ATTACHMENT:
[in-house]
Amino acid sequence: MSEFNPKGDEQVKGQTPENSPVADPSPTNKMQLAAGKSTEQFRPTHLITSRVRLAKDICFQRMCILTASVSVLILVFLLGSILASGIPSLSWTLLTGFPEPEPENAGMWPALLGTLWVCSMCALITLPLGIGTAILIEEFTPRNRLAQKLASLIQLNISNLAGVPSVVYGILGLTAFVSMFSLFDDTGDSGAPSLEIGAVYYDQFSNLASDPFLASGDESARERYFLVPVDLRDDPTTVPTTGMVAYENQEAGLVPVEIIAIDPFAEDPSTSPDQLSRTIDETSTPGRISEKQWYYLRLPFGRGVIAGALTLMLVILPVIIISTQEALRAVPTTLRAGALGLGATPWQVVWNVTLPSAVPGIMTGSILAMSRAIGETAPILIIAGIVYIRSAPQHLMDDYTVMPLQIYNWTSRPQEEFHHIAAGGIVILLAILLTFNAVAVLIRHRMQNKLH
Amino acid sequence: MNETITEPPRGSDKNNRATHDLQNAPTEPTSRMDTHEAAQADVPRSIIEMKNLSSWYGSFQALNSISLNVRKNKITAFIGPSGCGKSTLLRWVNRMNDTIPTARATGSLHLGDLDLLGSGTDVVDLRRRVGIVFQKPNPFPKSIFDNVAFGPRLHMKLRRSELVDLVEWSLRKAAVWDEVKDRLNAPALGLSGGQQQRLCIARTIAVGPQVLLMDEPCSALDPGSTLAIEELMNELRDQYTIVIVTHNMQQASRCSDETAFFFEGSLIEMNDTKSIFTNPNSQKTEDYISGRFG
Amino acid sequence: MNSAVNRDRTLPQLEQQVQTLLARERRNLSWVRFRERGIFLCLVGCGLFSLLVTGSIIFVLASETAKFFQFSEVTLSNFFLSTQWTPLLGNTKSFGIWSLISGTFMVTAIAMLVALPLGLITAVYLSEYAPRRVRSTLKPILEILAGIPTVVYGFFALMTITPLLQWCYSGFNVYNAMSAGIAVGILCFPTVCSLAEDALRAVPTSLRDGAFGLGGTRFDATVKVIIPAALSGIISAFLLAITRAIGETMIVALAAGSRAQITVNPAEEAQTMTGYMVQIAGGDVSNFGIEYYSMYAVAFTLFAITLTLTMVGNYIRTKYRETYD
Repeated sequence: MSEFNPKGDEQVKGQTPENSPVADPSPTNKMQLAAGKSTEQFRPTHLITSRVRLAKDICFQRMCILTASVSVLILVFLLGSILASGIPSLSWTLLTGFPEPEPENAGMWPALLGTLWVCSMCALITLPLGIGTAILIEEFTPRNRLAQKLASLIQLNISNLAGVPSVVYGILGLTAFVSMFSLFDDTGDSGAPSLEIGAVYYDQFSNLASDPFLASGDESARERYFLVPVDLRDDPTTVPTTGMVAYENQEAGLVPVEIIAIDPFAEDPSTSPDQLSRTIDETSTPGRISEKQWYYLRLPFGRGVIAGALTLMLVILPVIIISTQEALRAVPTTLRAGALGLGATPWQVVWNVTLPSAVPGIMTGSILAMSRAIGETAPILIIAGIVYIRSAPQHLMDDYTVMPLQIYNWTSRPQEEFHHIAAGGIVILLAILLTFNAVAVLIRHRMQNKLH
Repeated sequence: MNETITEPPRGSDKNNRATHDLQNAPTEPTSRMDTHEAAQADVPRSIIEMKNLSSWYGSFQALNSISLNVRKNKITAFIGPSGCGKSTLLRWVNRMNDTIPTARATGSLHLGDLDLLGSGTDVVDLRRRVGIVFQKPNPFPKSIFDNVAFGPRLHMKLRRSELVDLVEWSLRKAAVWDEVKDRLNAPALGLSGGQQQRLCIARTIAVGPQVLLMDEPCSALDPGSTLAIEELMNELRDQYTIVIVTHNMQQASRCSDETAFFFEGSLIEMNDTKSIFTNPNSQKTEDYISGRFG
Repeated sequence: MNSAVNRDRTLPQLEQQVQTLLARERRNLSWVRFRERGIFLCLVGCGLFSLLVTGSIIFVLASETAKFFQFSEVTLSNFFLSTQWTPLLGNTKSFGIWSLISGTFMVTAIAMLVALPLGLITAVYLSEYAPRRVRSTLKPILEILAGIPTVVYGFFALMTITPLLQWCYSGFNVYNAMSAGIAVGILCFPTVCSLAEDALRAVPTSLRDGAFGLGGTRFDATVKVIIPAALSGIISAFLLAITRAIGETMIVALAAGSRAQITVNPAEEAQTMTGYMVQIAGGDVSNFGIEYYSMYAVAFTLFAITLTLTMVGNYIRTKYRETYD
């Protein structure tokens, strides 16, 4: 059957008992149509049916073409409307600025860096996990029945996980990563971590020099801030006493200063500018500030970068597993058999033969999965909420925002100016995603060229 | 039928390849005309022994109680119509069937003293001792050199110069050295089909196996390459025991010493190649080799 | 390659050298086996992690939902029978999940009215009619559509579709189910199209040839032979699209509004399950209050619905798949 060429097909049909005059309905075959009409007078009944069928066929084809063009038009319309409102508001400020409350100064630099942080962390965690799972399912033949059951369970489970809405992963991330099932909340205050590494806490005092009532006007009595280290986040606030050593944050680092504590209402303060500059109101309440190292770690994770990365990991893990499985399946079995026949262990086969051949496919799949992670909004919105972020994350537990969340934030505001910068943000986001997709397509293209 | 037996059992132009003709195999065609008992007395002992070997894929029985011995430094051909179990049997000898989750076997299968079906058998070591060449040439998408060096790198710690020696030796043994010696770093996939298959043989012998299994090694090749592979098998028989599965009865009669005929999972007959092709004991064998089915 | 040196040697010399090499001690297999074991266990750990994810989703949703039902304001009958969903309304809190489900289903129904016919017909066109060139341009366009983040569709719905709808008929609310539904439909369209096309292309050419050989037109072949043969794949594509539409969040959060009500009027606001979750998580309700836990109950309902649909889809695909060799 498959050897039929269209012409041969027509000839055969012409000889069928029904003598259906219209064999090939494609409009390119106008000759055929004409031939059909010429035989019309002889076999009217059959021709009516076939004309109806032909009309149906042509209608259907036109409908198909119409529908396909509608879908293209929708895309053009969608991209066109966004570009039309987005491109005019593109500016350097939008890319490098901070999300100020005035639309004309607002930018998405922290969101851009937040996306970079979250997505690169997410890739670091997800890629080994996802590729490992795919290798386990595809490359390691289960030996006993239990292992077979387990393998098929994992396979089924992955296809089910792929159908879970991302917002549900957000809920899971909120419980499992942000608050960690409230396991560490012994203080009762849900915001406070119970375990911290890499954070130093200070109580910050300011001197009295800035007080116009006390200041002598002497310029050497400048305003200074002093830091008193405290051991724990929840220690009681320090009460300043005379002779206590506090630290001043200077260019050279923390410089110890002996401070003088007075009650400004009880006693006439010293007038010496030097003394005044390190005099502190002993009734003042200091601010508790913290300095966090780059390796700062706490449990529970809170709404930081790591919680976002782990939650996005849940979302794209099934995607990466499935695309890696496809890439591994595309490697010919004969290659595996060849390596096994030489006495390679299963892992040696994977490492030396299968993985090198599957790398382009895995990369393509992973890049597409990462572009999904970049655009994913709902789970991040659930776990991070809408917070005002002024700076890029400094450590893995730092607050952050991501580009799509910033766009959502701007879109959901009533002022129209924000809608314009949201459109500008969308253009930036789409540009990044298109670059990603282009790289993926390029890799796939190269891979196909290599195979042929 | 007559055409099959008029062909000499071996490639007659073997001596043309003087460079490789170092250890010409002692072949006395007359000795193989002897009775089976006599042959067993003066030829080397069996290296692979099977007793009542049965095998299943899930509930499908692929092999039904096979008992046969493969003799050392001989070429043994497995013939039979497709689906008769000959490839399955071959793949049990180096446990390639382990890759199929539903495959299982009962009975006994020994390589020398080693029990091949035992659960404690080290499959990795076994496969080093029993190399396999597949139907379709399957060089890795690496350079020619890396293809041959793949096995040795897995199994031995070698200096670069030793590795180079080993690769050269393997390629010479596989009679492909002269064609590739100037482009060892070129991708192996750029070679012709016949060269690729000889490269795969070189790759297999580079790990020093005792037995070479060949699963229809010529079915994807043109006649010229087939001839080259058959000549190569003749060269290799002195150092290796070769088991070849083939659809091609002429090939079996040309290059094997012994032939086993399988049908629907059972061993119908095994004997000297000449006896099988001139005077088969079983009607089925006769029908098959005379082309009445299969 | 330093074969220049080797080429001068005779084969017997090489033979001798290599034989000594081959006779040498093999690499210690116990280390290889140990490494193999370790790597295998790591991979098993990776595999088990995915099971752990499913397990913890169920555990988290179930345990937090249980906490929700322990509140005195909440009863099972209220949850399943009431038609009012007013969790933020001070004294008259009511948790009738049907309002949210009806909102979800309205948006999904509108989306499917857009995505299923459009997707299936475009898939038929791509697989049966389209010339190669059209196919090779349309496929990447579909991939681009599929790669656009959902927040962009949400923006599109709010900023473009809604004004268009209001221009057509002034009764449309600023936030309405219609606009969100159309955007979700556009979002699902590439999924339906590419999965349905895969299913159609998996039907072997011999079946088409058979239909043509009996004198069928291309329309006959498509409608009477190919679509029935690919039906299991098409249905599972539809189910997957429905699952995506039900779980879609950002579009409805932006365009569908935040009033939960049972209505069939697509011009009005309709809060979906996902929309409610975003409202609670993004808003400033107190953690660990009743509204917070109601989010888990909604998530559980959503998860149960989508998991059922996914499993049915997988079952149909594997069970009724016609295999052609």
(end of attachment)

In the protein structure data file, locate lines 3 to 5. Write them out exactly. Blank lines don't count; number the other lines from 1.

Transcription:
Amino acid sequence: MNETITEPPRGSDKNNRATHDLQNAPTEPTSRMDTHEAAQADVPRSIIEMKNLSSWYGSFQALNSISLNVRKNKITAFIGPSGCGKSTLLRWVNRMNDTIPTARATGSLHLGDLDLLGSGTDVVDLRRRVGIVFQKPNPFPKSIFDNVAFGPRLHMKLRRSELVDLVEWSLRKAAVWDEVKDRLNAPALGLSGGQQQRLCIARTIAVGPQVLLMDEPCSALDPGSTLAIEELMNELRDQYTIVIVTHNMQQASRCSDETAFFFEGSLIEMNDTKSIFTNPNSQKTEDYISGRFG
Amino acid sequence: MNSAVNRDRTLPQLEQQVQTLLARERRNLSWVRFRERGIFLCLVGCGLFSLLVTGSIIFVLASETAKFFQFSEVTLSNFFLSTQWTPLLGNTKSFGIWSLISGTFMVTAIAMLVALPLGLITAVYLSEYAPRRVRSTLKPILEILAGIPTVVYGFFALMTITPLLQWCYSGFNVYNAMSAGIAVGILCFPTVCSLAEDALRAVPTSLRDGAFGLGGTRFDATVKVIIPAALSGIISAFLLAITRAIGETMIVALAAGSRAQITVNPAEEAQTMTGYMVQIAGGDVSNFGIEYYSMYAVAFTLFAITLTLTMVGNYIRTKYRETYD
Repeated sequence: MSEFNPKGDEQVKGQTPENSPVADPSPTNKMQLAAGKSTEQFRPTHLITSRVRLAKDICFQRMCILTASVSVLILVFLLGSILASGIPSLSWTLLTGFPEPEPENAGMWPALLGTLWVCSMCALITLPLGIGTAILIEEFTPRNRLAQKLASLIQLNISNLAGVPSVVYGILGLTAFVSMFSLFDDTGDSGAPSLEIGAVYYDQFSNLASDPFLASGDESARERYFLVPVDLRDDPTTVPTTGMVAYENQEAGLVPVEIIAIDPFAEDPSTSPDQLSRTIDETSTPGRISEKQWYYLRLPFGRGVIAGALTLMLVILPVIIISTQEALRAVPTTLRAGALGLGATPWQVVWNVTLPSAVPGIMTGSILAMSRAIGETAPILIIAGIVYIRSAPQHLMDDYTVMPLQIYNWTSRPQEEFHHIAAGGIVILLAILLTFNAVAVLIRHRMQNKLH